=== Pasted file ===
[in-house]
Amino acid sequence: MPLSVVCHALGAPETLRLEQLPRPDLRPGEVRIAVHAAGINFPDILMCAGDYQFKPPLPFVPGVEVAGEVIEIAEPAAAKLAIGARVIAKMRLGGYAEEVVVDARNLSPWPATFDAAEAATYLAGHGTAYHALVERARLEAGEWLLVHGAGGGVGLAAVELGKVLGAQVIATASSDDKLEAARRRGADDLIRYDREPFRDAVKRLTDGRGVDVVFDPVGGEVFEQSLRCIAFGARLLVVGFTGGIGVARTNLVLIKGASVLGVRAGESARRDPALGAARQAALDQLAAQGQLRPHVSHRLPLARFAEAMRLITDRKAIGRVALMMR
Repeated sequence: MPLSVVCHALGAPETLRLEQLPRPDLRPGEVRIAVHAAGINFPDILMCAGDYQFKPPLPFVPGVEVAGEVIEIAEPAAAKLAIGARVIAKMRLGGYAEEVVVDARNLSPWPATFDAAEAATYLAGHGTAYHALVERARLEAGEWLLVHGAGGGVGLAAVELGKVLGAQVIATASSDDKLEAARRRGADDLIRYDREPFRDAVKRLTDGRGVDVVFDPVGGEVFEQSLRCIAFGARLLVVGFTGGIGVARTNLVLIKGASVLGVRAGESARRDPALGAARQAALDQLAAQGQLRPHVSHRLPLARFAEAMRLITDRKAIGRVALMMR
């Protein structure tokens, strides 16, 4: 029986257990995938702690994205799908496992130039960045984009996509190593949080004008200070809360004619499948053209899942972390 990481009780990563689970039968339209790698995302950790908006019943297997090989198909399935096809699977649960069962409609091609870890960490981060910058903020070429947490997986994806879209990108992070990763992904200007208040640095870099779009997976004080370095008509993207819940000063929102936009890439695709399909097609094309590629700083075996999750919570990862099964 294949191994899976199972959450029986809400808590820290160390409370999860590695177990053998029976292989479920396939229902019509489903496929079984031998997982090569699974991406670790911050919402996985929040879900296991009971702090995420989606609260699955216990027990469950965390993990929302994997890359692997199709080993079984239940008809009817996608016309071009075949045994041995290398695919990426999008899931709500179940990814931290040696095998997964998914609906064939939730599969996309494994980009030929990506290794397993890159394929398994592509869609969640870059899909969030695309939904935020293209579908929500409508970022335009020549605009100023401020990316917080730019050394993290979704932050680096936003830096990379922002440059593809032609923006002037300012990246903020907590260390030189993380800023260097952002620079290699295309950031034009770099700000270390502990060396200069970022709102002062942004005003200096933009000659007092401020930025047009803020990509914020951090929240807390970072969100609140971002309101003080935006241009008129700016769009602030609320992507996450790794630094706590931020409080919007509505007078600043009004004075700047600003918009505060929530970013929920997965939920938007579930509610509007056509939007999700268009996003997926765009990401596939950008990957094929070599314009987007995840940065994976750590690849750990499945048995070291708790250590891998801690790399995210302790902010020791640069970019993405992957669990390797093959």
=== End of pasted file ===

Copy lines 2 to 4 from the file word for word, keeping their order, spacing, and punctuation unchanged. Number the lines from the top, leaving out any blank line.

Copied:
Amino acid sequence: MPLSVVCHALGAPETLRLEQLPRPDLRPGEVRIAVHAAGINFPDILMCAGDYQFKPPLPFVPGVEVAGEVIEIAEPAAAKLAIGARVIAKMRLGGYAEEVVVDARNLSPWPATFDAAEAATYLAGHGTAYHALVERARLEAGEWLLVHGAGGGVGLAAVELGKVLGAQVIATASSDDKLEAARRRGADDLIRYDREPFRDAVKRLTDGRGVDVVFDPVGGEVFEQSLRCIAFGARLLVVGFTGGIGVARTNLVLIKGASVLGVRAGESARRDPALGAARQAALDQLAAQGQLRPHVSHRLPLARFAEAMRLITDRKAIGRVALMMR
Repeated sequence: MPLSVVCHALGAPETLRLEQLPRPDLRPGEVRIAVHAAGINFPDILMCAGDYQFKPPLPFVPGVEVAGEVIEIAEPAAAKLAIGARVIAKMRLGGYAEEVVVDARNLSPWPATFDAAEAATYLAGHGTAYHALVERARLEAGEWLLVHGAGGGVGLAAVELGKVLGAQVIATASSDDKLEAARRRGADDLIRYDREPFRDAVKRLTDGRGVDVVFDPVGGEVFEQSLRCIAFGARLLVVGFTGGIGVARTNLVLIKGASVLGVRAGESARRDPALGAARQAALDQLAAQGQLRPHVSHRLPLARFAEAMRLITDRKAIGRVALMMR
């Protein structure tokens, strides 16, 4: 029986257990995938702690994205799908496992130039960045984009996509190593949080004008200070809360004619499948053209899942972390 990481009780990563689970039968339209790698995302950790908006019943297997090989198909399935096809699977649960069962409609091609870890960490981060910058903020070429947490997986994806879209990108992070990763992904200007208040640095870099779009997976004080370095008509993207819940000063929102936009890439695709399909097609094309590629700083075996999750919570990862099964 294949191994899976199972959450029986809400808590820290160390409370999860590695177990053998029976292989479920396939229902019509489903496929079984031998997982090569699974991406670790911050919402996985929040879900296991009971702090995420989606609260699955216990027990469950965390993990929302994997890359692997199709080993079984239940008809009817996608016309071009075949045994041995290398695919990426999008899931709500179940990814931290040696095998997964998914609906064939939730599969996309494994980009030929990506290794397993890159394929398994592509869609969640870059899909969030695309939904935020293209579908929500409508970022335009020549605009100023401020990316917080730019050394993290979704932050680096936003830096990379922002440059593809032609923006002037300012990246903020907590260390030189993380800023260097952002620079290699295309950031034009770099700000270390502990060396200069970022709102002062942004005003200096933009000659007092401020930025047009803020990509914020951090929240807390970072969100609140971002309101003080935006241009008129700016769009602030609320992507996450790794630094706590931020409080919007509505007078600043009004004075700047600003918009505060929530970013929920997965939920938007579930509610509007056509939007999700268009996003997926765009990401596939950008990957094929070599314009987007995840940065994976750590690849750990499945048995070291708790250590891998801690790399995210302790902010020791640069970019993405992957669990390797093959």